Under normal circumstances, inverse beta decay events are extreme rarities in neutrino detectors, coming about only when a random neutrino from the Universe strikes our sophisticated neutrino detectors. But if a star were burning silicon in its core and had crossed that critical energy threshold to produce sufficiently energetic antineutrinos, and if it were close enough, we should see a large number of inverse beta decay events that all come from the same direction.
Based on a 2004 calculation, a tank that contained 1,000 tons of water should see approximately 32 events per day from a late-stage silicon-burning star located at the distance of Betelgeuse. Super-Kamiokande, presently the largest water-based neutrino detector, holds 50,000 tons of water, and will be upgraded to Hyper-Kamiokande, holding 260,000 tons. These correspond to 1,600 and 8,300 events-per-day, respectively, enough to give an unambiguous supernova warning.
In the first hour, in fact, Super-Kamiokande alone should see somewhere between 60 and 70 antineutrinos interacting with their detector, producing this specific inverse beta decay reaction with direction data inherent to it. The additional fact that the antineutrinos are expected to arrive in peaks, as the silicon-burning core and the silicon-burning shells outside it oscillate, would provide additional information that Betelgeuse is about to blow.
In fact, this technique is so remarkably good that by the time Hyper-Kamiokande is operational, we should be able to detect any star that would go supernova within about 7,000 light-years very robustly: we’d receive about 3 positron-producing antineutrinos per hour with directional information in our detector. If a star went supernova at the present distance of the Crab Nebula, which itself was created in a supernova explosion about 1,000 years ago, we’d definitely be able to see it coming.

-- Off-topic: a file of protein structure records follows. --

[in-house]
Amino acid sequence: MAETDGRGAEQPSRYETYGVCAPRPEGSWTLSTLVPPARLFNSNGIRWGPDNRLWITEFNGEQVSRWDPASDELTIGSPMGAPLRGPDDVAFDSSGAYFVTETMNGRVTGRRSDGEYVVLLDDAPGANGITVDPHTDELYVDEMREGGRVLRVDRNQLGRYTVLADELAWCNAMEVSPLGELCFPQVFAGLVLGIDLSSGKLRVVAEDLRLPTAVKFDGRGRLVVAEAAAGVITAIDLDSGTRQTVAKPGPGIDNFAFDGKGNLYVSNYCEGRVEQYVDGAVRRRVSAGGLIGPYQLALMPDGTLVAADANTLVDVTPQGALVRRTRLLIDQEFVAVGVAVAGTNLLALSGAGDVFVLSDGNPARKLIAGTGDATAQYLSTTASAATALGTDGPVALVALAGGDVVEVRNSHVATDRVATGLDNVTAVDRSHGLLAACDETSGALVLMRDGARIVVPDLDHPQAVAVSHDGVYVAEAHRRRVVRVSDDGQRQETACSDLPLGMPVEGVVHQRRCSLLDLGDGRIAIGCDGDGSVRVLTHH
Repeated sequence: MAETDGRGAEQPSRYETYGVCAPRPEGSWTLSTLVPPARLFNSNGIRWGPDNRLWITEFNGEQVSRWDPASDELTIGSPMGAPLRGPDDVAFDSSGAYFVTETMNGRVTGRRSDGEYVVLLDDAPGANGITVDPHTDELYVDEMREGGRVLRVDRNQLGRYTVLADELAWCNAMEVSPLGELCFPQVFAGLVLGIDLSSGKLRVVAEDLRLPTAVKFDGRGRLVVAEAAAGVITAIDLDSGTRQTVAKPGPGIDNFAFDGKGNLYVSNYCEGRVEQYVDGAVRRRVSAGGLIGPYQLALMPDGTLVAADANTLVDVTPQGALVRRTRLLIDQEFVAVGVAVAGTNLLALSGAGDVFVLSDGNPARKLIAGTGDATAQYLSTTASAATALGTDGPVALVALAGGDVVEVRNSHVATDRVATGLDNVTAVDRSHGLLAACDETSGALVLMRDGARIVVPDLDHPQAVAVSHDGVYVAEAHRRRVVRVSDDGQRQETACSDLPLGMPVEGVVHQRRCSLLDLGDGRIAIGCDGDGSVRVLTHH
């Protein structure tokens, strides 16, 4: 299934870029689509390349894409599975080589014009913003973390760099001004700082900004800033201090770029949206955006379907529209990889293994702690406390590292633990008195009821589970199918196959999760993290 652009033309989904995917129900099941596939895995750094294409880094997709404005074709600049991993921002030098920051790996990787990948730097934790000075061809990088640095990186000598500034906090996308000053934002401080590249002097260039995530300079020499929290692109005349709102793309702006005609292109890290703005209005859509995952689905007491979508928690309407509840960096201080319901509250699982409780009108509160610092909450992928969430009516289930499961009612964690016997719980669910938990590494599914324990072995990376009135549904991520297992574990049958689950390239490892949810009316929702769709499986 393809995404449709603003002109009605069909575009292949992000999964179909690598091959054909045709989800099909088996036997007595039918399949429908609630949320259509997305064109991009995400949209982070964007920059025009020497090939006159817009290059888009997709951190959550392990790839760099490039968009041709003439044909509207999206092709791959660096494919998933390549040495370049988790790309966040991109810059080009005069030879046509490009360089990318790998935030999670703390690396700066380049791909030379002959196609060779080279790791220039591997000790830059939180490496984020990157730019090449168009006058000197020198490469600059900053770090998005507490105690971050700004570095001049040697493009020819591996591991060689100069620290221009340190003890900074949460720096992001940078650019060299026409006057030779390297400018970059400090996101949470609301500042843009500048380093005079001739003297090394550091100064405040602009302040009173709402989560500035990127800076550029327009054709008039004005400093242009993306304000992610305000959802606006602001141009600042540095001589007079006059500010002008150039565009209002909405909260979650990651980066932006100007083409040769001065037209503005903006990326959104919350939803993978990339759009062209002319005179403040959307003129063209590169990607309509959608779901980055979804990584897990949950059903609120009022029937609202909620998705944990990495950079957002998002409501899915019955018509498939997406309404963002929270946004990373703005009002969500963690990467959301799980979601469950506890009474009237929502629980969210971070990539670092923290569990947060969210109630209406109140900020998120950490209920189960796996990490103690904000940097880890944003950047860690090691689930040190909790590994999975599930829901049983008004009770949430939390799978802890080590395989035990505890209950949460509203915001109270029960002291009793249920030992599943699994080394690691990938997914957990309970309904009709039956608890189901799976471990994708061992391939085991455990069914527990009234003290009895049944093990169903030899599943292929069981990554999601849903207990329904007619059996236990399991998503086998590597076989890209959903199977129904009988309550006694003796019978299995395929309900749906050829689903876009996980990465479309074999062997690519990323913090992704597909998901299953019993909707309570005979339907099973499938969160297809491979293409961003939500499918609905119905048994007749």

Even stars as far away as the galactic center might emit a handful of detectable neutrinos in time to herald the imminent arrival of a supernova.
Sure, it’s only a few hours of warning time, but it would represent one of the most spectacular achievements of modern science: the ability to know precisely when the most visually stunning astronomical event in centuries would occur. We could have a series of multiwavelength observatories all pointing at Betelgeuse even before the moment of its supernova, just waiting to observe whatever signatures come out, and catch them all in the act of emerging for the first time.
It’s true that the big flux of neutrinos, which occur at the moment of core-collapse, will still arrive and herald the arrival of the supernova itself. But for a brief window beforehand, there’s an observable signature that would tip us off to what’s coming. If you’ve got a spare ton of water lying around and the technology to build a neutrino detector, an impending supernova would deliver you 2-to-3 neutrinos per hour once the critical antineutrino energy threshold was crossed. With the right technology, this fascinating theoretical work demonstrates that even a supernova can be successfully predicted.